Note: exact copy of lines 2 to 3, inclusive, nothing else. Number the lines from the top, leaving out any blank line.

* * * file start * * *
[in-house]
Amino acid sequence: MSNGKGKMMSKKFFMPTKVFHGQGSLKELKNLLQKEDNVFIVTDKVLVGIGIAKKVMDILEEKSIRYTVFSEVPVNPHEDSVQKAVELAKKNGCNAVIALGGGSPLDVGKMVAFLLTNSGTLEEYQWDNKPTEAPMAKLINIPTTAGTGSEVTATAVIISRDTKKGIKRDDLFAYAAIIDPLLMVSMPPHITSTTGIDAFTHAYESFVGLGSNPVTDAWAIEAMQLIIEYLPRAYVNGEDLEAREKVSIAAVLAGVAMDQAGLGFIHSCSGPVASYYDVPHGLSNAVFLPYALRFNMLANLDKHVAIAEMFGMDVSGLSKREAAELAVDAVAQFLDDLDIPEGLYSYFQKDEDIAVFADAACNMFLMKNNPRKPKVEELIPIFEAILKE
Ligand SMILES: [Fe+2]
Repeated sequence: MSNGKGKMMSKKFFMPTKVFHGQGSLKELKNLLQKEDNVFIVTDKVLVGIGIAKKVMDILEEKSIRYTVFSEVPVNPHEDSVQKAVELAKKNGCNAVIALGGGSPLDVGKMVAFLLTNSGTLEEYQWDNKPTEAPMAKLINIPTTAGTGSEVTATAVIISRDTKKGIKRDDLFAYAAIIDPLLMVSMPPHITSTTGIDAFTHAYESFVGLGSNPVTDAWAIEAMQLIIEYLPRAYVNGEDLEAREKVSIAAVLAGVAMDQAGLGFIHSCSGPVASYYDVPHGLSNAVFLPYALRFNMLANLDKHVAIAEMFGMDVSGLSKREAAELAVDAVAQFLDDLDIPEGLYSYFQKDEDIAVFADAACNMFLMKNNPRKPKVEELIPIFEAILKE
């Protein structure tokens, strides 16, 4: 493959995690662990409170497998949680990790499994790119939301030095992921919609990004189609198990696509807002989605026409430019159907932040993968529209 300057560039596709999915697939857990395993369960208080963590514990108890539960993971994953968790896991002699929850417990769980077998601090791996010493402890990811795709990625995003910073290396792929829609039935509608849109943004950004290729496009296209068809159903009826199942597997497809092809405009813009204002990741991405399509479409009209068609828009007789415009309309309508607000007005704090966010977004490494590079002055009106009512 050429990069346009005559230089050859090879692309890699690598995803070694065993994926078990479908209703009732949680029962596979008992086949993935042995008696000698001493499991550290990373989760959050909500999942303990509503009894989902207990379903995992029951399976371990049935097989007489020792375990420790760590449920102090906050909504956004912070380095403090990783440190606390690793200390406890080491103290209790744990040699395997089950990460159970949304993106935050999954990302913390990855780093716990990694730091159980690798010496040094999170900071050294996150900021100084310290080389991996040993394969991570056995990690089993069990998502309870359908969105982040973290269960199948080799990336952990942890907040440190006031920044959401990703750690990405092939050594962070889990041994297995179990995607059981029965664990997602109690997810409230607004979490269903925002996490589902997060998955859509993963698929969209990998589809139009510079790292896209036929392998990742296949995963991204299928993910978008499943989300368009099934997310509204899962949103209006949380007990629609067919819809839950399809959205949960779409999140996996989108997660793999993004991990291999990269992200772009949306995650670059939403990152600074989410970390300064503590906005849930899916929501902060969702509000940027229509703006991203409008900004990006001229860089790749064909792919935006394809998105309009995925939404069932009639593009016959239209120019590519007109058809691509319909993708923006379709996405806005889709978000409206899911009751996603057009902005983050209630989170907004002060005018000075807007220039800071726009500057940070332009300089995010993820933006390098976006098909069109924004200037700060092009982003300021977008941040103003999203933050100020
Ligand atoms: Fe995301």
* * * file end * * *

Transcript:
Amino acid sequence: MSNGKGKMMSKKFFMPTKVFHGQGSLKELKNLLQKEDNVFIVTDKVLVGIGIAKKVMDILEEKSIRYTVFSEVPVNPHEDSVQKAVELAKKNGCNAVIALGGGSPLDVGKMVAFLLTNSGTLEEYQWDNKPTEAPMAKLINIPTTAGTGSEVTATAVIISRDTKKGIKRDDLFAYAAIIDPLLMVSMPPHITSTTGIDAFTHAYESFVGLGSNPVTDAWAIEAMQLIIEYLPRAYVNGEDLEAREKVSIAAVLAGVAMDQAGLGFIHSCSGPVASYYDVPHGLSNAVFLPYALRFNMLANLDKHVAIAEMFGMDVSGLSKREAAELAVDAVAQFLDDLDIPEGLYSYFQKDEDIAVFADAACNMFLMKNNPRKPKVEELIPIFEAILKE
Ligand SMILES: [Fe+2]